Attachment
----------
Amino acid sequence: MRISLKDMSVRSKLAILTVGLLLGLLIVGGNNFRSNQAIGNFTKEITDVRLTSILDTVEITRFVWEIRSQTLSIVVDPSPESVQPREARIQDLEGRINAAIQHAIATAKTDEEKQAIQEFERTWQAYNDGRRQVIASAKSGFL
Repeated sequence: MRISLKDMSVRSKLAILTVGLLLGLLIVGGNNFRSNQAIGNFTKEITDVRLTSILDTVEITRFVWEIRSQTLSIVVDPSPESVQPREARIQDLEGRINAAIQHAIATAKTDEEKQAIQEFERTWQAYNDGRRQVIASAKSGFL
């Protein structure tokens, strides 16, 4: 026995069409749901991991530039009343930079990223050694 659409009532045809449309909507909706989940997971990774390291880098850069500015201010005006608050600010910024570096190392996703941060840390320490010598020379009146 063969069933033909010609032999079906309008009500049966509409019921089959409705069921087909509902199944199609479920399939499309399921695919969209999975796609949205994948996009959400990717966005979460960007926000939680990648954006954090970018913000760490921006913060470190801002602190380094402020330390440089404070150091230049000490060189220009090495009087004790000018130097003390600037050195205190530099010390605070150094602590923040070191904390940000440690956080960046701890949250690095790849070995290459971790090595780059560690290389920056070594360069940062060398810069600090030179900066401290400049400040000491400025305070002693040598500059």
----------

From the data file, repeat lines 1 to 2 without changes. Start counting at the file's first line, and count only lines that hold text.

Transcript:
Amino acid sequence: MRISLKDMSVRSKLAILTVGLLLGLLIVGGNNFRSNQAIGNFTKEITDVRLTSILDTVEITRFVWEIRSQTLSIVVDPSPESVQPREARIQDLEGRINAAIQHAIATAKTDEEKQAIQEFERTWQAYNDGRRQVIASAKSGFL
Repeated sequence: MRISLKDMSVRSKLAILTVGLLLGLLIVGGNNFRSNQAIGNFTKEITDVRLTSILDTVEITRFVWEIRSQTLSIVVDPSPESVQPREARIQDLEGRINAAIQHAIATAKTDEEKQAIQEFERTWQAYNDGRRQVIASAKSGFL